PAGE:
This story is set in Thule, Greenland.

I had the good fortune a while back to be a sponsor to a group of university drama students who did a USO tour for our servicemen. Our trip took us to Newfoundland, Nova Scotia and finally to Thule, Greenland.

At that time, the United States military and the Danish government were involved in an agreement where the military did their thing and Danish contractors handled the service jobs on the bases at both Thule and Sondrestrom in Greenland. This included laundry, cleaning, maintenance and food services.

One Dane remains in my memory so clearly that I can see his face even today. He was a proud man probably in his late twenties, early thirties, a man with bursting energy and leashed emotions.

I can’t remember his name. I’m not even sure I ever knew it. I remember him because of the lesson he unknowingly taught me.

He worked in the cafeteria where the soldiers chowed down and where bleary eyed young thespians also got their meals. Each morning he was there behind the stainless steel counter, scrambling eggs, grilling toast, loading plates and whirling to hand the steaming food to the next customer.

The thing that amazed me and stays with me still was this. He wasn’t defined by this mediocre and somewhat menial job. The job was defined and elevated by his performance of it. I have never seen anyone since who approached any job with such pride. The man’s station was spotless, his food was prepared perfectly. His delivery of the food was done with elegance and grace.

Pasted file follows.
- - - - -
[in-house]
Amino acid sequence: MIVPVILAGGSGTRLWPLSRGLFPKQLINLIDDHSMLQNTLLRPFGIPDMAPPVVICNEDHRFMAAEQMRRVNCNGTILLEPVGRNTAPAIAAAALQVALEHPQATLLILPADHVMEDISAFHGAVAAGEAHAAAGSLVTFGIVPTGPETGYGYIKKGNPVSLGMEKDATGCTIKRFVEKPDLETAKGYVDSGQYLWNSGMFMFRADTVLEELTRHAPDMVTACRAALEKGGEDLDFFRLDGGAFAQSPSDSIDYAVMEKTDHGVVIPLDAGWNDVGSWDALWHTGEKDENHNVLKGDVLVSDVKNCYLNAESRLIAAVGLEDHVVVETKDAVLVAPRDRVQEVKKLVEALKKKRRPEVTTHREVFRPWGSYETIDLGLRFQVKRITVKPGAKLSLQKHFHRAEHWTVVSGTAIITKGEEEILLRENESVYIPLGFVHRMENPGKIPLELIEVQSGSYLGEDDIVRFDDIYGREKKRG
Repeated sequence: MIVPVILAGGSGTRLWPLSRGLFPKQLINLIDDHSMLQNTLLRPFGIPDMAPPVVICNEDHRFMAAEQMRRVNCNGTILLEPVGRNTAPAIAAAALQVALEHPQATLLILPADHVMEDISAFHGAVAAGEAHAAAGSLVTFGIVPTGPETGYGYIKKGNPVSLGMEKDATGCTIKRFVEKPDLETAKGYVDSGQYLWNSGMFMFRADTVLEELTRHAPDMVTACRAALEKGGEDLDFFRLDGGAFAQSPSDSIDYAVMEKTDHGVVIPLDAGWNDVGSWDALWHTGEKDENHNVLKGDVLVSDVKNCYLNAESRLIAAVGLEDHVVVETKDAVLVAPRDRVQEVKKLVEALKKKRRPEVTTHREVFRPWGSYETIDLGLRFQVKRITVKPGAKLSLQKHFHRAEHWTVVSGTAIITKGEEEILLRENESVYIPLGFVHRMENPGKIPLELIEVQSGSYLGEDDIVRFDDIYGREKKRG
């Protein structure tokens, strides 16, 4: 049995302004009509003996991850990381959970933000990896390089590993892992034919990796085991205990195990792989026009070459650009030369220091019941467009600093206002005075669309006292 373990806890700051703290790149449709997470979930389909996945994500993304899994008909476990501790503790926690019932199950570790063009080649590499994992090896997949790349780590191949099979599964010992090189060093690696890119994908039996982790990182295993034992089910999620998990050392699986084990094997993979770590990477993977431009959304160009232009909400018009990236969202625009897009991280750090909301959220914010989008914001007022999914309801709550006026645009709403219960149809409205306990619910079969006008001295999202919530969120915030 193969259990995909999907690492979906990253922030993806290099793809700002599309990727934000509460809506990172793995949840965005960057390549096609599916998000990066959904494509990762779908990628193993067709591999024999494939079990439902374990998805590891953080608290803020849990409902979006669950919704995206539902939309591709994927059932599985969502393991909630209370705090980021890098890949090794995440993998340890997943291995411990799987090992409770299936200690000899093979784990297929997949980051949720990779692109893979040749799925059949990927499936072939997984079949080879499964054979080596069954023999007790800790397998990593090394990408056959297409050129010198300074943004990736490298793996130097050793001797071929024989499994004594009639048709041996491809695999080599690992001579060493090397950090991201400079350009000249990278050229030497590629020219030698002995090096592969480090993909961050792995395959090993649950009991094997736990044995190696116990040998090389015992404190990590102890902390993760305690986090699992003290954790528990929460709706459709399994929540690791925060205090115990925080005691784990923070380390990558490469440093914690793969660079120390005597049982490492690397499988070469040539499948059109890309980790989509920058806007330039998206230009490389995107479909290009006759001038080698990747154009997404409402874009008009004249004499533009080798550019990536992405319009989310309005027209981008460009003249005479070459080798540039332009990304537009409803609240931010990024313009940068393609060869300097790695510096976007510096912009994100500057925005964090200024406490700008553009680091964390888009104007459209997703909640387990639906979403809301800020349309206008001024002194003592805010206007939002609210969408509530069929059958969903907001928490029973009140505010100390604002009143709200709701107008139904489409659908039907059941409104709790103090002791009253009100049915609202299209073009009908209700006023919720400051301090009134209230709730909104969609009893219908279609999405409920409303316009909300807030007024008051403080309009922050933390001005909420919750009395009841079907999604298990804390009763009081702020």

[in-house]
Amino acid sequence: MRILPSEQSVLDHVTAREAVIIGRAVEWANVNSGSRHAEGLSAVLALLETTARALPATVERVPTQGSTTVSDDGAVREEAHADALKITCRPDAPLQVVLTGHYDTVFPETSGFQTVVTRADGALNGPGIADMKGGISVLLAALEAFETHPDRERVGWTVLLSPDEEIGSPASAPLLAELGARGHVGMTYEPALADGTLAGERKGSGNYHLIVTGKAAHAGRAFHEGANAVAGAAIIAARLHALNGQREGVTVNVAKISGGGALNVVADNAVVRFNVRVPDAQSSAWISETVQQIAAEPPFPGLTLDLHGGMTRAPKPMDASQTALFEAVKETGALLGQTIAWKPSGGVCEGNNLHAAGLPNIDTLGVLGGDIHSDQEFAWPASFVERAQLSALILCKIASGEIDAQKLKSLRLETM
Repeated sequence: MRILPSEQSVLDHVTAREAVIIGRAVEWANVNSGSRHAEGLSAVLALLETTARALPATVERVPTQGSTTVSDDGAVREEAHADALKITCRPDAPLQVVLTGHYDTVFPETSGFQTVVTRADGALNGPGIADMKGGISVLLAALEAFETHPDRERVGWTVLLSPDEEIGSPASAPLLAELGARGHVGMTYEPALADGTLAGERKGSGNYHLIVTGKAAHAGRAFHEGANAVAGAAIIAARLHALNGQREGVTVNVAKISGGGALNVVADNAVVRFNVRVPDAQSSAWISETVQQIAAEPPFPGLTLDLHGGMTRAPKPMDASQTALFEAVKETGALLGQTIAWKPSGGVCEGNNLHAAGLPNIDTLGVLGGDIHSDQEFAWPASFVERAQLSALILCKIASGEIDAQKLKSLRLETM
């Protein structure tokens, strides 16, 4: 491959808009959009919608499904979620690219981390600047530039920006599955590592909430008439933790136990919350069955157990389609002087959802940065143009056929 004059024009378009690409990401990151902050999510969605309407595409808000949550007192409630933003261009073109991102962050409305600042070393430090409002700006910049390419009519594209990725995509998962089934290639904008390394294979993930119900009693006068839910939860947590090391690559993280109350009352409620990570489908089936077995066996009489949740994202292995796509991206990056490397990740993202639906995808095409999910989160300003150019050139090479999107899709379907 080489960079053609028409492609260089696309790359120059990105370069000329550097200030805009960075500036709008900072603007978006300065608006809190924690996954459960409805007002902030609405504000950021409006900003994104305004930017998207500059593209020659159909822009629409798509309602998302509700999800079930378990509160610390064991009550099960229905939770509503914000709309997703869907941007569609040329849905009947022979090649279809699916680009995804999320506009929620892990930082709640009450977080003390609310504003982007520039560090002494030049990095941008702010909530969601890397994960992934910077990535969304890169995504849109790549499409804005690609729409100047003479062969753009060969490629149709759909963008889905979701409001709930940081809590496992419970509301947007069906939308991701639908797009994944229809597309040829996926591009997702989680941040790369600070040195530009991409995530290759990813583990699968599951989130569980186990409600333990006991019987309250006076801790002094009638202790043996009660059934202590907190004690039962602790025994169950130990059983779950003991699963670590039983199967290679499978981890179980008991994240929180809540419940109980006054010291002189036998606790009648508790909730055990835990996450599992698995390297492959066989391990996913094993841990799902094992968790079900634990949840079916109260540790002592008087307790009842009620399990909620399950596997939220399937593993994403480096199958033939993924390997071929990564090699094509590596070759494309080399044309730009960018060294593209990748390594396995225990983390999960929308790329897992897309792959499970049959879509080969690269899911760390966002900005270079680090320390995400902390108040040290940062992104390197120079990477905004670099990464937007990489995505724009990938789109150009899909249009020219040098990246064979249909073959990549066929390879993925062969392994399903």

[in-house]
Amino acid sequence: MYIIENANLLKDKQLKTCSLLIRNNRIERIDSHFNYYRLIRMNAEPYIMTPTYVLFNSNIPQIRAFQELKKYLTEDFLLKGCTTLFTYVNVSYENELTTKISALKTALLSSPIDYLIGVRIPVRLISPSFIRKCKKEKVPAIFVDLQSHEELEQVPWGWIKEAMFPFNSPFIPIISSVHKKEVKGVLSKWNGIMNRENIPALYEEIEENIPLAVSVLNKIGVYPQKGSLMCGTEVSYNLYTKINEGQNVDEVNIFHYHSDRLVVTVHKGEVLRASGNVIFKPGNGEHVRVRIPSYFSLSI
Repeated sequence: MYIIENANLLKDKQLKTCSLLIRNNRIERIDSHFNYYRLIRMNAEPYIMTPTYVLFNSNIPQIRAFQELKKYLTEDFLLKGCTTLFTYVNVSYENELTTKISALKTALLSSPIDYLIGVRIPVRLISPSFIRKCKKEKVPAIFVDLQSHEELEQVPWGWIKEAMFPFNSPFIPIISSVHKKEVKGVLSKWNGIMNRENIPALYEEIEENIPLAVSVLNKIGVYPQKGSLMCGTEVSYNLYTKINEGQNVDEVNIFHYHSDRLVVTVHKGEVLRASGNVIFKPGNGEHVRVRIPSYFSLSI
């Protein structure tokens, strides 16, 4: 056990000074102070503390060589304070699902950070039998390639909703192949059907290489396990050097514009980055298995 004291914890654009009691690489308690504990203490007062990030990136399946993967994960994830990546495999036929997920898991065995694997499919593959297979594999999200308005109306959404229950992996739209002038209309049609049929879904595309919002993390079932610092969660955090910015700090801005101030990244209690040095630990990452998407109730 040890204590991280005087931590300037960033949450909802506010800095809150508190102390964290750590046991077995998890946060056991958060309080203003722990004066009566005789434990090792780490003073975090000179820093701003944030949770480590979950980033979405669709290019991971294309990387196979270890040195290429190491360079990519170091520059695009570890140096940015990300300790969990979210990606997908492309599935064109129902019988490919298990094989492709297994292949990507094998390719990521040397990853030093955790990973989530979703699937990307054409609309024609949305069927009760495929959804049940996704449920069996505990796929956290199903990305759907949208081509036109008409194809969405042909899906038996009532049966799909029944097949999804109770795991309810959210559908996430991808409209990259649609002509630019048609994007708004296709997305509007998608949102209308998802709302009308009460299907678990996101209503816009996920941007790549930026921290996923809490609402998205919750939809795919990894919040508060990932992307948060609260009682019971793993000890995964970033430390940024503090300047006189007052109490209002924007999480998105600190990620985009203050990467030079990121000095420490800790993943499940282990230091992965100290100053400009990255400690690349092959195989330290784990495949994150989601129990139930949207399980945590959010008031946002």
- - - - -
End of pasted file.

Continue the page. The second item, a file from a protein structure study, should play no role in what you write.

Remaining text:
Pride in himself for doing the job well fairly bristled off of him. It was as if he said to himself, “All right, this is a piddling job, but I don’t do anything halfway. I will make this task a special one.”

Life doesn’t always give us what we want. Promotions we want don’t happen. Companies downsize leaving us jobless. Life-changing accidents happen with devastating repercussions.  Spouses or significant others leave us.

We don’t control external circumstances, no matter how much we wish we did. We do, however, have total control over how we’ll react to those circumstances.

Perhaps remembering the nameless Dane from Greenland and his pride in a job well done will help you turn a difficult scenario into one to be proud of.


Inuit tupilaqs are magic figures, originally created out of perishable materials. They were believed to have magic powers to carry out revenge for their makers. Later, tupilaqs were created for the European and American visitors to Greenland out of ivory or caribou horn and are simply representations of the earlier figures. Fortunately, these later tupilaqs don’t carry a lethal dose of magic like their forebears. The fine fellow in the photo is a souvenir from my brief sojourn above the Arctic Circle.





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